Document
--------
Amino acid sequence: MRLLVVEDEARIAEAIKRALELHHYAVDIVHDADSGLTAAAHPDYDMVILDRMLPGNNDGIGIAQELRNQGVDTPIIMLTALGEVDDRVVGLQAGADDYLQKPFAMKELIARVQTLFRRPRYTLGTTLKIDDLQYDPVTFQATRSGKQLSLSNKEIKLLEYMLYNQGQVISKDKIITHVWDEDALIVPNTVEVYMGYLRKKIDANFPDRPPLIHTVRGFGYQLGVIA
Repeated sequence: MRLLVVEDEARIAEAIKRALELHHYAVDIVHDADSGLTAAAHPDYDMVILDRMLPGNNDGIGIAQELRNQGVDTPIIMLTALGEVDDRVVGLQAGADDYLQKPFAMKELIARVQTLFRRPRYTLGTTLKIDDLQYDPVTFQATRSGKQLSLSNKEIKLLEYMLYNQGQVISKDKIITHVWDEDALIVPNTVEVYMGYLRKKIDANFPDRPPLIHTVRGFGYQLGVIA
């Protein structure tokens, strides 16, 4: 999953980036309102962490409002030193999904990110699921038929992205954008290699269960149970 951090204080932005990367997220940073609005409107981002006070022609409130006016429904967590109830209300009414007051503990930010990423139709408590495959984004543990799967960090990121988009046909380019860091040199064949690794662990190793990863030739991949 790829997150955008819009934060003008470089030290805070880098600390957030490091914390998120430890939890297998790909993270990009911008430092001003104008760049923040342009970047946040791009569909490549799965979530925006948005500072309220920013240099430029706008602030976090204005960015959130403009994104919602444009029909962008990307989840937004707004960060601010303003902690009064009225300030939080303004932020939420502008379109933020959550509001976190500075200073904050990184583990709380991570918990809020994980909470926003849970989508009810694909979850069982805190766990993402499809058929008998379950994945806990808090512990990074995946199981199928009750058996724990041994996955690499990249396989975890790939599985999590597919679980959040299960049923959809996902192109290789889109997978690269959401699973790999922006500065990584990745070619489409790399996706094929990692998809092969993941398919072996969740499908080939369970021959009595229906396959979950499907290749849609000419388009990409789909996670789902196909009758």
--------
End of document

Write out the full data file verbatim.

Amino acid sequence: MRLLVVEDEARIAEAIKRALELHHYAVDIVHDADSGLTAAAHPDYDMVILDRMLPGNNDGIGIAQELRNQGVDTPIIMLTALGEVDDRVVGLQAGADDYLQKPFAMKELIARVQTLFRRPRYTLGTTLKIDDLQYDPVTFQATRSGKQLSLSNKEIKLLEYMLYNQGQVISKDKIITHVWDEDALIVPNTVEVYMGYLRKKIDANFPDRPPLIHTVRGFGYQLGVIA
Repeated sequence: MRLLVVEDEARIAEAIKRALELHHYAVDIVHDADSGLTAAAHPDYDMVILDRMLPGNNDGIGIAQELRNQGVDTPIIMLTALGEVDDRVVGLQAGADDYLQKPFAMKELIARVQTLFRRPRYTLGTTLKIDDLQYDPVTFQATRSGKQLSLSNKEIKLLEYMLYNQGQVISKDKIITHVWDEDALIVPNTVEVYMGYLRKKIDANFPDRPPLIHTVRGFGYQLGVIA
């Protein structure tokens, strides 16, 4: 999953980036309102962490409002030193999904990110699921038929992205954008290699269960149970 951090204080932005990367997220940073609005409107981002006070022609409130006016429904967590109830209300009414007051503990930010990423139709408590495959984004543990799967960090990121988009046909380019860091040199064949690794662990190793990863030739991949 790829997150955008819009934060003008470089030290805070880098600390957030490091914390998120430890939890297998790909993270990009911008430092001003104008760049923040342009970047946040791009569909490549799965979530925006948005500072309220920013240099430029706008602030976090204005960015959130403009994104919602444009029909962008990307989840937004707004960060601010303003902690009064009225300030939080303004932020939420502008379109933020959550509001976190500075200073904050990184583990709380991570918990809020994980909470926003849970989508009810694909979850069982805190766990993402499809058929008998379950994945806990808090512990990074995946199981199928009750058996724990041994996955690499990249396989975890790939599985999590597919679980959040299960049923959809996902192109290789889109997978690269959401699973790999922006500065990584990745070619489409790399996706094929990692998809092969993941398919072996969740499908080939369970021959009595229906396959979950499907290749849609000419388009990409789909996670789902196909009758």